NUI Galway has published guidelines to support communication between general practitioners (GPs) and migrants who have limited English language skills. The research is a direct and practical response to the ongoing reality in Ireland that many service users from migrant communities and their GPs face significant communication challenges because of language and cultural differences.Funding for the research was provided by the Health Research Board (HRB) and the Health Service Executive (HSE).A key finding from this extensive, participatory research process is that the recommended best practice is to use a trained, accredited interpreter or to consult with a general practitioner who has fluency in the language of the service user. These supports increase the chances that information is shared accurately and effectively during a consultation.Ms Mary O’Reilly-de Brún, Senior Researcher in the Discipline of General Practice, School of Medicine, NUI Galway, points out: “Using children and other family members or friends as interpreters is not considered best practice by migrants, general practice staff, professional interpreters or HSE service planners involved in this project. The use of visual or computer aids such as phrase books or on-line translation programmes are also not considered best practice.”Ms. Mary O’Reilly-de Brún worked with project leader Anne MacFarlane, Professor of Primary Healthcare Research, University of Limerick, and colleagues in the Health Service Executive National Social Inclusion Unit and the Centre for Participatory Strategies, Galway to produce the report entitled ‘Guideline for Communication in Cross-Cultural General Practice Consultations’.The importance of the research was highlighted by Diane Nurse from the HSE National Social Inclusion Unit: “This participatory research process progresses recommendations in the HSE National Intercultural Health Strategy 2007-2012 by taking a multi-stakeholder approach to clarifying what kinds of supports work best for whom and in what circumstances.”An important feature of the participatory research process was the involvement of Service User Peer Researchers (SUPERS). These included Khalid Ahmed, Jean Samuel Bonsenge Bokanga, Maria Manuela De Almeida Silva, Aga Mierzejewska, Lovina Nnadi, Florence Ogbebor and Katya Okonkwo. The group trained in participatory research methods with the Centre for Participatory Strategies, Galway.This training enabled the SUPERS to give members of their wider communities an opportunity to ‘have a voice’, in their own languages and with people from their own cultural groups, in the development of the guidelines. In total, fifty-one members of the migrant community from Polish, Russian, Portuguese, Urdu, French Congolese speaking and Nigerian communities in the Galway region, participated in this research along with representatives from general practices, professional interpreting and the HSE.Speaking about her experience of being trained as a peer researcher Maria Manuela De Almeida Silva said: “The most exciting and important experience was the PLA training provided, it was excellent training. I use it all the time now, with lots of different groups and in lots of different project. ”This research was funded by the Health Research Board and the Health Service Executive National Social Inclusion Unit through a Health Research Board Partnership Award. -ends-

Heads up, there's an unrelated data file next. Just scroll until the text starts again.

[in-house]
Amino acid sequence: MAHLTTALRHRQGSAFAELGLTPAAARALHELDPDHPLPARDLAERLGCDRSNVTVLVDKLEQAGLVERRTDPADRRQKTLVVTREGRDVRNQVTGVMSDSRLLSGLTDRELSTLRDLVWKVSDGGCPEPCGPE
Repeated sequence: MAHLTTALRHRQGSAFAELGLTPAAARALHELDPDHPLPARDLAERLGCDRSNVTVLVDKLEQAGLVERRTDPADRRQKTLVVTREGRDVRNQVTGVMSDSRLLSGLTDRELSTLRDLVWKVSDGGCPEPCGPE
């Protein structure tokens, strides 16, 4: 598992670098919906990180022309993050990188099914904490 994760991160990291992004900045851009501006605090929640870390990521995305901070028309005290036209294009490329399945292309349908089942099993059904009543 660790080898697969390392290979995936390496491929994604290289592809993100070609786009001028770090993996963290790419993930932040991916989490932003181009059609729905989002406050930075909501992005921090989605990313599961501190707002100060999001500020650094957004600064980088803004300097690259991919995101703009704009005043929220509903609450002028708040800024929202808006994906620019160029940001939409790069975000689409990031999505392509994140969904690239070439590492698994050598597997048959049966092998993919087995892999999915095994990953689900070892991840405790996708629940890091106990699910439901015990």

>> Read full story about NUI Galway Research Produces Guidelines for Communication between GPs and Migrants